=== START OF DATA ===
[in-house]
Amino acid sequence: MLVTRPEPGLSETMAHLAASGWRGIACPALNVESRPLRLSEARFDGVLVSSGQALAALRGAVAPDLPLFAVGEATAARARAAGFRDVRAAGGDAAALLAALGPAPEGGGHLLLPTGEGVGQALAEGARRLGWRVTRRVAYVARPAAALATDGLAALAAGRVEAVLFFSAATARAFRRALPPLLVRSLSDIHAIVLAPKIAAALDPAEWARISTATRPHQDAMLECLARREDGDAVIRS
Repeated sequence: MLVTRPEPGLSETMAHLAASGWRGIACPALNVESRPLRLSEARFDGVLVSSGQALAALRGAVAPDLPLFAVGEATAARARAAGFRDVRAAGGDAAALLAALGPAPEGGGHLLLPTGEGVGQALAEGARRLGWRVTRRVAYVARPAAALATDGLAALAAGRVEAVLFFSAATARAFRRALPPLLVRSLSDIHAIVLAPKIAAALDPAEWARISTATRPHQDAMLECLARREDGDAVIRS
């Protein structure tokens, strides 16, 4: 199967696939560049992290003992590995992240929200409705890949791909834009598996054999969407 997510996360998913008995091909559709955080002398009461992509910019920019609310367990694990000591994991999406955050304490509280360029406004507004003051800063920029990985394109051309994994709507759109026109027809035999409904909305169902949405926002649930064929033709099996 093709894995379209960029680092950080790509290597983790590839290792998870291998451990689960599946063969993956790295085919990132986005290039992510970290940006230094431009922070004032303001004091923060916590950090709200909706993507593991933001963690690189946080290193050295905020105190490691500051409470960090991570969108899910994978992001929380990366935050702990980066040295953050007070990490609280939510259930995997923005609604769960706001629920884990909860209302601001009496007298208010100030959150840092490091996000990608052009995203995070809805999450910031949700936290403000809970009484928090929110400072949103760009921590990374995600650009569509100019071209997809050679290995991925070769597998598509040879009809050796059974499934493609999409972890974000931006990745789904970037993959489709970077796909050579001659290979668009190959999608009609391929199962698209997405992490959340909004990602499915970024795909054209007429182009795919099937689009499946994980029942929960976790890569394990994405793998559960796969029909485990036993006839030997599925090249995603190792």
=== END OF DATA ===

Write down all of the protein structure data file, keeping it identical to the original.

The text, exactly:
[in-house]
Amino acid sequence: MLVTRPEPGLSETMAHLAASGWRGIACPALNVESRPLRLSEARFDGVLVSSGQALAALRGAVAPDLPLFAVGEATAARARAAGFRDVRAAGGDAAALLAALGPAPEGGGHLLLPTGEGVGQALAEGARRLGWRVTRRVAYVARPAAALATDGLAALAAGRVEAVLFFSAATARAFRRALPPLLVRSLSDIHAIVLAPKIAAALDPAEWARISTATRPHQDAMLECLARREDGDAVIRS
Repeated sequence: MLVTRPEPGLSETMAHLAASGWRGIACPALNVESRPLRLSEARFDGVLVSSGQALAALRGAVAPDLPLFAVGEATAARARAAGFRDVRAAGGDAAALLAALGPAPEGGGHLLLPTGEGVGQALAEGARRLGWRVTRRVAYVARPAAALATDGLAALAAGRVEAVLFFSAATARAFRRALPPLLVRSLSDIHAIVLAPKIAAALDPAEWARISTATRPHQDAMLECLARREDGDAVIRS
């Protein structure tokens, strides 16, 4: 199967696939560049992290003992590995992240929200409705890949791909834009598996054999969407 997510996360998913008995091909559709955080002398009461992509910019920019609310367990694990000591994991999406955050304490509280360029406004507004003051800063920029990985394109051309994994709507759109026109027809035999409904909305169902949405926002649930064929033709099996 093709894995379209960029680092950080790509290597983790590839290792998870291998451990689960599946063969993956790295085919990132986005290039992510970290940006230094431009922070004032303001004091923060916590950090709200909706993507593991933001963690690189946080290193050295905020105190490691500051409470960090991570969108899910994978992001929380990366935050702990980066040295953050007070990490609280939510259930995997923005609604769960706001629920884990909860209302601001009496007298208010100030959150840092490091996000990608052009995203995070809805999450910031949700936290403000809970009484928090929110400072949103760009921590990374995600650009569509100019071209997809050679290995991925070769597998598509040879009809050796059974499934493609999409972890974000931006990745789904970037993959489709970077796909050579001659290979668009190959999608009609391929199962698209997405992490959340909004990602499915970024795909054209007429182009795919099937689009499946994980029942929960976790890569394990994405793998559960796969029909485990036993006839030997599925090249995603190792």